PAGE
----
Welcome to Haute-N-Ready, in which John Locanthi, Willamette Week’s trencherman of leisure, tastes the hastily made, modestly priced food of the common man.

A by-the-bite breakdown of the Taco Bell quesarito

Over the years, I’ve had the odd gordita, grilled stuft burrito or enchurrito (may it rest in peace), but I’d yet to taste the quesarito or even the aforementioned Doritos Locos tacos. The Quesarito Big Box—a quesarito, a nacho cheesier Doritos Locos taco and a regular hard taco—ensures that this ends today. 

As for the quesarito itself. Smaller than I predicted, the first few bites were relatively pleasant. (I ordered it sans sour cream and utilized the potent fire sauce to combat the bespeckled, off-color cheese goo described as a chipotle sauce in the literature.) At first, it seemed like a subpar grilled stuft burrito surrounded by the thinnest quesadilla known to man. If only I could have been so lucky. To those of you who are ever weary of dishes that refuse to specify which cheese are contained, know that there is a very good reason: You wouldn’t order it if you knew. There is not enough hot sauce or soda in the world to deal with this thick plastic, cheese-like substance. 650 calories never tasted so foul.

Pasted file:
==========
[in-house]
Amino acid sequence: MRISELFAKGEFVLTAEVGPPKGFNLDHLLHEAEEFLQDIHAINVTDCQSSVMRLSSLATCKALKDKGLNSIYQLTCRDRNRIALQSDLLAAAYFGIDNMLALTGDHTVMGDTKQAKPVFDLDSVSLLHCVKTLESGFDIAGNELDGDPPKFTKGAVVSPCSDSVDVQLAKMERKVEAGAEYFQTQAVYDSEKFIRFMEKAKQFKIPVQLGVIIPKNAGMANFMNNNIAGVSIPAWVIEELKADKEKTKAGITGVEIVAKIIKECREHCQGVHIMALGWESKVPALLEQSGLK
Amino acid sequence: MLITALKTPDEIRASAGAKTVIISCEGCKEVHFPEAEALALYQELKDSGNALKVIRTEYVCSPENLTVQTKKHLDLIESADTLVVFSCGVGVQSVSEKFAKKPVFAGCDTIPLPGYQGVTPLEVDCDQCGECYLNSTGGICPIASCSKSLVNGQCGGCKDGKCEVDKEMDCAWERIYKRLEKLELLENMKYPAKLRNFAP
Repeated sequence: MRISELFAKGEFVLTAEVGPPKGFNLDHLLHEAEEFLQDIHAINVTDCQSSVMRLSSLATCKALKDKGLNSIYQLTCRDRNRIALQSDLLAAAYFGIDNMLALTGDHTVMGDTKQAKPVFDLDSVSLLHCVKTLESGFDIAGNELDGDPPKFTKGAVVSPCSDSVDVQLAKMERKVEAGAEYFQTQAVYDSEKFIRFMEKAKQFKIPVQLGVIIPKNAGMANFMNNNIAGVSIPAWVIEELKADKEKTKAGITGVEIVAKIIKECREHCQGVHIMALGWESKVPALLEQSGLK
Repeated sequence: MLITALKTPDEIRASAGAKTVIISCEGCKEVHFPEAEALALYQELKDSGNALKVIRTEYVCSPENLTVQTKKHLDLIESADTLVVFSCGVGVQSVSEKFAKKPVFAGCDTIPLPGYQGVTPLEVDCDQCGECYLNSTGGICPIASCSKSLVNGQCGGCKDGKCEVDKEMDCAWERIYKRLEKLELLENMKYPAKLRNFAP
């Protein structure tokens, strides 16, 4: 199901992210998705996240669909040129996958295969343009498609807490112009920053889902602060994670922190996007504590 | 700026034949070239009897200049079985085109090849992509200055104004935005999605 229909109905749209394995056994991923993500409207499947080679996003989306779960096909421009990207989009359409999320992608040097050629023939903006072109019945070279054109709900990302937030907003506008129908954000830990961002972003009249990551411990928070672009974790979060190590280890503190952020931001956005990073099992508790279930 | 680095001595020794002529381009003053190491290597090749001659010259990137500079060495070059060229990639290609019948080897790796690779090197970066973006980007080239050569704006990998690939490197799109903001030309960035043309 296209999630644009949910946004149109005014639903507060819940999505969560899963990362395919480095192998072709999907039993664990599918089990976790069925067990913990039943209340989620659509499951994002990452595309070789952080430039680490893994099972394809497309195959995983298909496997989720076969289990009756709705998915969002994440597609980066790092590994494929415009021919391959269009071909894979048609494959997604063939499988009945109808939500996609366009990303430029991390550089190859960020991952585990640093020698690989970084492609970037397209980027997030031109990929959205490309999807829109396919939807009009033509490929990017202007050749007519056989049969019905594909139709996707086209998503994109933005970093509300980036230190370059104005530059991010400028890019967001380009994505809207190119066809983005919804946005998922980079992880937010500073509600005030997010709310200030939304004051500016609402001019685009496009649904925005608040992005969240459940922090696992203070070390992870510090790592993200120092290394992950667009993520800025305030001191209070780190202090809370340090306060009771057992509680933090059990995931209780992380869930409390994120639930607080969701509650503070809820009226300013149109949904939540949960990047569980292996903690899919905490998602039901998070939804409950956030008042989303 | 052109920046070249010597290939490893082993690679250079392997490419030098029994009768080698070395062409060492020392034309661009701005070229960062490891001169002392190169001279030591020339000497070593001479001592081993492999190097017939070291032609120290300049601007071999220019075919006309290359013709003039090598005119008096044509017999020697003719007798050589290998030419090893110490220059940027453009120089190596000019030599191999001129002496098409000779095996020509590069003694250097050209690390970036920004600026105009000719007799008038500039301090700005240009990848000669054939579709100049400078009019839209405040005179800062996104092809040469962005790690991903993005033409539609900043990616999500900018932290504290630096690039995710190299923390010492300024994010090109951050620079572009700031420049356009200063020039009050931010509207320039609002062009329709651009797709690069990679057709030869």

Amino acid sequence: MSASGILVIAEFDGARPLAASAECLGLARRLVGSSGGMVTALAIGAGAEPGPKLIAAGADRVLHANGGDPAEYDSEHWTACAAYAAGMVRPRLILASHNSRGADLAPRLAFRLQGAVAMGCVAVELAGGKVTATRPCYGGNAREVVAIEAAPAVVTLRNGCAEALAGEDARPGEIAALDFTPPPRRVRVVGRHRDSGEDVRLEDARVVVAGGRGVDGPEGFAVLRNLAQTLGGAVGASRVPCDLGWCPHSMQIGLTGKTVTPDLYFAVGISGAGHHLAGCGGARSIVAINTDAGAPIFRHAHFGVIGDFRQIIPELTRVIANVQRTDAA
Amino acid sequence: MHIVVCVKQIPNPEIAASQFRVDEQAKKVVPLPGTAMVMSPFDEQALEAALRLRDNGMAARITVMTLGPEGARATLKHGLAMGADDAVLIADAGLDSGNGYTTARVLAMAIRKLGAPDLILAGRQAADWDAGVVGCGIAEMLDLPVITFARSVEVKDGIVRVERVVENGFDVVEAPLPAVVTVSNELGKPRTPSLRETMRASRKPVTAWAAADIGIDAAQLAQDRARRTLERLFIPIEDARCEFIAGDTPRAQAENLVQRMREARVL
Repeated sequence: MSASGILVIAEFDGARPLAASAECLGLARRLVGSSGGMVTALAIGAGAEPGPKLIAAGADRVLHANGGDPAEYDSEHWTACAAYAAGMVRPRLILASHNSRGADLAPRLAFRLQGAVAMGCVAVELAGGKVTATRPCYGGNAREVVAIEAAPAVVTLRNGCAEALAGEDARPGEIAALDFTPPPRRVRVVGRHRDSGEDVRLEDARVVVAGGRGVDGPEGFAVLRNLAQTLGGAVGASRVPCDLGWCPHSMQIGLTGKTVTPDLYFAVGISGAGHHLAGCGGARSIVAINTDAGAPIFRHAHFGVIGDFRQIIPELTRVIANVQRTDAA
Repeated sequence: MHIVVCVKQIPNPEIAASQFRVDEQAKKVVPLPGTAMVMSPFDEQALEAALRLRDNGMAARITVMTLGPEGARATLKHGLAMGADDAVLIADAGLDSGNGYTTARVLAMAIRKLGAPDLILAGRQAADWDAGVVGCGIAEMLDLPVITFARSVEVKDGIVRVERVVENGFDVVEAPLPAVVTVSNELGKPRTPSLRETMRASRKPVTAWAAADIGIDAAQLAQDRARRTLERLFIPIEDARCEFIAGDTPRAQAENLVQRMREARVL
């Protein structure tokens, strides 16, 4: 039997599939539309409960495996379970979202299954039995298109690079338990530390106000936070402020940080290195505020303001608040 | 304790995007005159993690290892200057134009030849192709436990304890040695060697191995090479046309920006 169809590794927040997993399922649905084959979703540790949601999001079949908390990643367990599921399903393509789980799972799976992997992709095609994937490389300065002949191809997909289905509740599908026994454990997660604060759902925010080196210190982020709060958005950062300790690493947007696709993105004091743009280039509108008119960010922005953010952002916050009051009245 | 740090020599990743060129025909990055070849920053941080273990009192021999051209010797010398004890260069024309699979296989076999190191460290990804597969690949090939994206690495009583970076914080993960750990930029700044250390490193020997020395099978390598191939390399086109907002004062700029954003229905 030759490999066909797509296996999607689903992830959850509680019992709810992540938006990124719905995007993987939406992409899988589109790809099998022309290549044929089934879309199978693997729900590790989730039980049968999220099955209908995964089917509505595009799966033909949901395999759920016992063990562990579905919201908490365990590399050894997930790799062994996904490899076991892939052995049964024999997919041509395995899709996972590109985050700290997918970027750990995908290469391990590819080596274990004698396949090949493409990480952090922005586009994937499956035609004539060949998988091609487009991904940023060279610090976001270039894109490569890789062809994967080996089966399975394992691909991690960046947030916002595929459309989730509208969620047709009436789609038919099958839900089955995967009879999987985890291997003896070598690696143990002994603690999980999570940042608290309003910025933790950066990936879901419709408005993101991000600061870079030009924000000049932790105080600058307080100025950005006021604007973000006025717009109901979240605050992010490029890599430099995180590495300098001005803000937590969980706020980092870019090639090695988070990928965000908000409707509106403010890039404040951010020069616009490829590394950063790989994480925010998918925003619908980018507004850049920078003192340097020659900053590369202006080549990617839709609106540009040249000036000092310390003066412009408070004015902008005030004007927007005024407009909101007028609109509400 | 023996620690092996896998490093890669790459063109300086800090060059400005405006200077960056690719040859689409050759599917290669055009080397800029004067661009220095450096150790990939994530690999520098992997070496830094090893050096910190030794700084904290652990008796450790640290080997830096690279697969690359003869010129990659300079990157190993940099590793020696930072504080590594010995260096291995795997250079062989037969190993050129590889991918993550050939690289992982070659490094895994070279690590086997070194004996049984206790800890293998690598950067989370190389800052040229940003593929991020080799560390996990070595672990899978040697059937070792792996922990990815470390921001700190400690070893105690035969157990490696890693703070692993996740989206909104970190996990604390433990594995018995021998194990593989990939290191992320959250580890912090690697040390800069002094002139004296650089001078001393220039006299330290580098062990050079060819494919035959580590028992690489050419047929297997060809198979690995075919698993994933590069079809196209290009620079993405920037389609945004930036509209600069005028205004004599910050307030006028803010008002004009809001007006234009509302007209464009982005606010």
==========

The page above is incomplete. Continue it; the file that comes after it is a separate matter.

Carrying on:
I’ve not tried Chipotle’s quesarito as of yet, but I doubt Taco Bell’s offering would fare well in a comparison. It couldn’t even compete with the rest of the big box.